Biren GPGPU Aims for the Clouds

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Biren GPGPU Aims for the Clouds In the data-center accelerator race, the three-year-old startup has burst from the gate with a chiplet-based design that aims to compete with Nvidia for general-purpose-GPU (GPGPU) cloud computing. Mike Demler Three-year-old startup Biren Technology has entered the data-center accelerator race, bursting from the gate with a chiplet-based design that […]

Biren GPGPU Aims for the Clouds

In the data-center accelerator race, the three-year-old startup has burst from the gate with a chiplet-based design that aims to compete with Nvidia for general-purpose-GPU (GPGPU) cloud computing.

Joseph Byrne
Mike Demler

Three-year-old startup Biren Technology has entered the data-center accelerator race, bursting from the gate with a chiplet-based design that aims to compete with Nvidia for general-purpose-GPU (GPGPU) cloud computing. It’s sampling its first product to lead customers; the BR104 ships on a PCIe card that delivers up to 128 trillion FP32 operations per second (Tflop/s) while consuming 300W (TDP), nearly tripling the performance of Nvidia’s next-generation H100 PCIe. Biren expects the PCIe card to enter volume production in 4Q22. In that same quarter, it plans to sample the BR100, an open accelerator module (OAM) powered by two BR104s.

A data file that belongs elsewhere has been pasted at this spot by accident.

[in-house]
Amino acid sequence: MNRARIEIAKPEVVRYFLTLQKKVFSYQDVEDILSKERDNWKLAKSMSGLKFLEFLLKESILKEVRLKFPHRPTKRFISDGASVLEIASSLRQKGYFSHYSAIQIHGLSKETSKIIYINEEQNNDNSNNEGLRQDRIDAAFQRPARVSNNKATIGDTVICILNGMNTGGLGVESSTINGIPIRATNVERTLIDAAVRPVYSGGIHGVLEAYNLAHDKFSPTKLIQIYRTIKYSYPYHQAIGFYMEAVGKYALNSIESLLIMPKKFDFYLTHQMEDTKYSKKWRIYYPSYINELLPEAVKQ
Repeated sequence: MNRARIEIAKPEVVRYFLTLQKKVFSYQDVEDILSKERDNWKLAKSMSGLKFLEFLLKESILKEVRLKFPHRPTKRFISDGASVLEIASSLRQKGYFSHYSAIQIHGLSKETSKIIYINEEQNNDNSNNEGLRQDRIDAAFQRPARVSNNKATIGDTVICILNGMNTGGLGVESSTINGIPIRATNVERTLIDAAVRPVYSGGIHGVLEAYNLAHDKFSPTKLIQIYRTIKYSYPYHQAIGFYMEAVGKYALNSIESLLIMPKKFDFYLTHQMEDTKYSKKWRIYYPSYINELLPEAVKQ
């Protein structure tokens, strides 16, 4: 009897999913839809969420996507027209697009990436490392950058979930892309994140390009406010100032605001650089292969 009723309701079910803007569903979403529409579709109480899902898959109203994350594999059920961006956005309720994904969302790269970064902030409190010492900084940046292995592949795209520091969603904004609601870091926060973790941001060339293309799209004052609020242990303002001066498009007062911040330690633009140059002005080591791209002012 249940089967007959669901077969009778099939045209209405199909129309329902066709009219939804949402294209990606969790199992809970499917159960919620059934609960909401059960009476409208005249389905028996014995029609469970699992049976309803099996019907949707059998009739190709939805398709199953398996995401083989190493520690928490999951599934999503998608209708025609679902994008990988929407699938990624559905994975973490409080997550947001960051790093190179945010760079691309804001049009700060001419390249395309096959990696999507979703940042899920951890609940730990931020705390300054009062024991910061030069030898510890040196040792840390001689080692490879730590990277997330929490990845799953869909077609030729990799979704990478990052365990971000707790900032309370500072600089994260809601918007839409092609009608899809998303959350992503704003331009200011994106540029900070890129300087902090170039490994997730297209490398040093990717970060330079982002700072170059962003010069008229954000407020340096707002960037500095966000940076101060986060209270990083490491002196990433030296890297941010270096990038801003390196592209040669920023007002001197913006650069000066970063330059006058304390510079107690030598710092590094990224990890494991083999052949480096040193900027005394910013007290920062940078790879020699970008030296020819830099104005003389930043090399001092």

Biren’s target for the BR100 family is general-purpose cloud computing rather than AI acceleration, but the latter is where its first products shine compared with those of leading competitors AMD and Nvidia. Using two compute tiles, the BR100 needs about 20% less power to deliver about the same throughput as Nvidia’s H100 SXM for 8- and 16-bit integer and floating-point matrix math, as Table 1 shows. But since its tensor engines also accelerate FP32 GEMM, the BR100 trounces Hopper’s performance on that task by more than 4x. Most developers choose mixed- or reduced-precision floating point for AI training, however, reducing the value of faster FP32 throughput.

Although the BR104 architecture clones many features of Nvidia’s GPGPUs, it lacks support for the new FP8 format, and unlike Hopper, its use of structured sparsity delivers no performance boost. The compute cores also omit FP64, making the device better for AI than for HPC.

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